Things to do in Chiang Mai

Chiang Mai is the fourth most populated city in Thailand and one of the most visited places in Northern Thailand. It’s a big city and you could easily spend a couple of days or a couple of weeks here! If you’re planning a trip to the wonderful city, check out our list of top things to do in Chiang Mai.

1. Learn to cook (and eat!) at a Thai cooking class

We decided to give the ‘Asia scenic Thai cooking school’ a go whilst in Chiang Mai and we’re so glad we did! It was an amazing day and definitely one of our best experiences whilst travelling so far. You have two options, the ‘farm’ or the ‘city’ cooking school. Whichever experience you choose to get you will make various different Thai dishes. The best part? You get to eat all of the dishes too! Transport is included in the price and you even receive a recipe book to take home.

Full day farm experience: 1200 Baht pp (£28) Full day city experience 1000 Baht pp (£23)
Half day farm experience: 1000 Baht pp (£23) Half day farm experience 800 Baht pp (£17)

Top tip: We can fully recommend the full day farm experience. Although it’s the most expensive, we visited a VERY local market, explored the garden and tried various herbs and spices and felt like we got an authentic Thai cooking experience.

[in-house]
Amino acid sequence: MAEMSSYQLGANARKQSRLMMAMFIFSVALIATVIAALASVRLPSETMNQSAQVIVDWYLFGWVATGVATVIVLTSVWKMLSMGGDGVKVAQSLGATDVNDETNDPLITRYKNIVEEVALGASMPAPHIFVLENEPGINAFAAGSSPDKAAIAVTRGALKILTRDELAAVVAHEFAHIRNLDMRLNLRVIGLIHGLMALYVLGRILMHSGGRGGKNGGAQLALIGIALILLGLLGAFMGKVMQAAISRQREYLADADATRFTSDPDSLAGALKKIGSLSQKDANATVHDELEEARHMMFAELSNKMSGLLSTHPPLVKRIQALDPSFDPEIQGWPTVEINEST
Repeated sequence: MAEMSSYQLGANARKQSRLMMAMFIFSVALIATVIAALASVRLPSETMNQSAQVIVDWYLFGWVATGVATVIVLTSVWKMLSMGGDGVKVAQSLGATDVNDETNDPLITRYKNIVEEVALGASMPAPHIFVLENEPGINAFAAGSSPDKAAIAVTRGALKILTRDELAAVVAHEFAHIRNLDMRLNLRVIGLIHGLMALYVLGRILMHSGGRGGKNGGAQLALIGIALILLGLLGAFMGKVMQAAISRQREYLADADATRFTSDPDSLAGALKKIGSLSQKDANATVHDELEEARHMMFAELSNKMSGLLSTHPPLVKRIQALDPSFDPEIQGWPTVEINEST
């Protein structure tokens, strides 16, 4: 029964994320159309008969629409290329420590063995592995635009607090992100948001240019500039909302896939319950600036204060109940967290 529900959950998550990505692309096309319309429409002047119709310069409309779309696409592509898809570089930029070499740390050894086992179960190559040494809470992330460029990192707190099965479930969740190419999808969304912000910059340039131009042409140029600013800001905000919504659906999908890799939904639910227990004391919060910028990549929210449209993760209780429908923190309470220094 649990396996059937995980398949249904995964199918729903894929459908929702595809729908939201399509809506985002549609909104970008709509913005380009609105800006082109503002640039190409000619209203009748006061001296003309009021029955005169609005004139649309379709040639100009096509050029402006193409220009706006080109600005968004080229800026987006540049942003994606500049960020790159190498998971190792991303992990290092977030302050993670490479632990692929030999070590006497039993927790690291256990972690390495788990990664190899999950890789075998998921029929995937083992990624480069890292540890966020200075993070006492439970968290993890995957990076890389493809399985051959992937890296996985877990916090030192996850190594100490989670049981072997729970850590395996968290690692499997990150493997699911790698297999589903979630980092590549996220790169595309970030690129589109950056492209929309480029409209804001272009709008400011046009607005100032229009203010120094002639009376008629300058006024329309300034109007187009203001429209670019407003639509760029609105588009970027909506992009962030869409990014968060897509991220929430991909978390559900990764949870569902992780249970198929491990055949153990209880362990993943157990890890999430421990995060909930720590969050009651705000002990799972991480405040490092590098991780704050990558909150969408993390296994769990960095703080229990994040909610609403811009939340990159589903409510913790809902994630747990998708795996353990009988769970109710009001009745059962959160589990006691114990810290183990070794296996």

An image of spring rolls and a Thai chicken dish that Jack & Becky made at a cooking class
Two of the tasty dishes we made in the cooking class. Spring rolls and chicken chilli basil.

2. Elephant Jungle Sanctuary

I’m sure by now you’ll know that an elephant experience is a big attraction in Thailand! The Elephant Jungle Sanctuary is a great option if you’re wanting an up-close experience with these gentle giants at a place that actually rescues and cares for them. At the sanctuary, you can feed, bathe and be stunned at the beauty of these creatures. There’s plenty of time for precious photo opportunities too so you can keep the memories forever!